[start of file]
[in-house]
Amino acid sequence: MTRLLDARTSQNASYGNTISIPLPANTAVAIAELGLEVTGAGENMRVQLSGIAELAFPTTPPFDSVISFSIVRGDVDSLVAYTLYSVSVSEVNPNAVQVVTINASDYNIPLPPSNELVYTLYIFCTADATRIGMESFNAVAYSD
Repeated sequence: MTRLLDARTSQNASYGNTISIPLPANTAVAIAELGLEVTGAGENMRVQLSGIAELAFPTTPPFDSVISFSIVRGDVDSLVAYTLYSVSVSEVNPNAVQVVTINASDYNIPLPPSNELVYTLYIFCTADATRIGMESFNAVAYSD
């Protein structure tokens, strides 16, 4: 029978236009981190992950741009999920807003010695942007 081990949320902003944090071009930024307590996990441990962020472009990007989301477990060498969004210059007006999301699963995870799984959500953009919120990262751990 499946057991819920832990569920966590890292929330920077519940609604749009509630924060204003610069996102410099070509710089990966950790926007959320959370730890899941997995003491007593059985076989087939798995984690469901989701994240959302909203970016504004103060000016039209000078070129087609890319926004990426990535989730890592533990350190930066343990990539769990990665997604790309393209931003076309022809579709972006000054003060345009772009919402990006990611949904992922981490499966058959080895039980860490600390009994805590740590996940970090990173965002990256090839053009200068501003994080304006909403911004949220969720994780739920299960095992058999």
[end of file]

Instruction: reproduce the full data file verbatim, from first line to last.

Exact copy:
[in-house]
Amino acid sequence: MTRLLDARTSQNASYGNTISIPLPANTAVAIAELGLEVTGAGENMRVQLSGIAELAFPTTPPFDSVISFSIVRGDVDSLVAYTLYSVSVSEVNPNAVQVVTINASDYNIPLPPSNELVYTLYIFCTADATRIGMESFNAVAYSD
Repeated sequence: MTRLLDARTSQNASYGNTISIPLPANTAVAIAELGLEVTGAGENMRVQLSGIAELAFPTTPPFDSVISFSIVRGDVDSLVAYTLYSVSVSEVNPNAVQVVTINASDYNIPLPPSNELVYTLYIFCTADATRIGMESFNAVAYSD
């Protein structure tokens, strides 16, 4: 029978236009981190992950741009999920807003010695942007 081990949320902003944090071009930024307590996990441990962020472009990007989301477990060498969004210059007006999301699963995870799984959500953009919120990262751990 499946057991819920832990569920966590890292929330920077519940609604749009509630924060204003610069996102410099070509710089990966950790926007959320959370730890899941997995003491007593059985076989087939798995984690469901989701994240959302909203970016504004103060000016039209000078070129087609890319926004990426990535989730890592533990350190930066343990990539769990990665997604790309393209931003076309022809579709972006000054003060345009772009919402990006990611949904992922981490499966058959080895039980860490600390009994805590740590996940970090990173965002990256090839053009200068501003994080304006909403911004949220969720994780739920299960095992058999």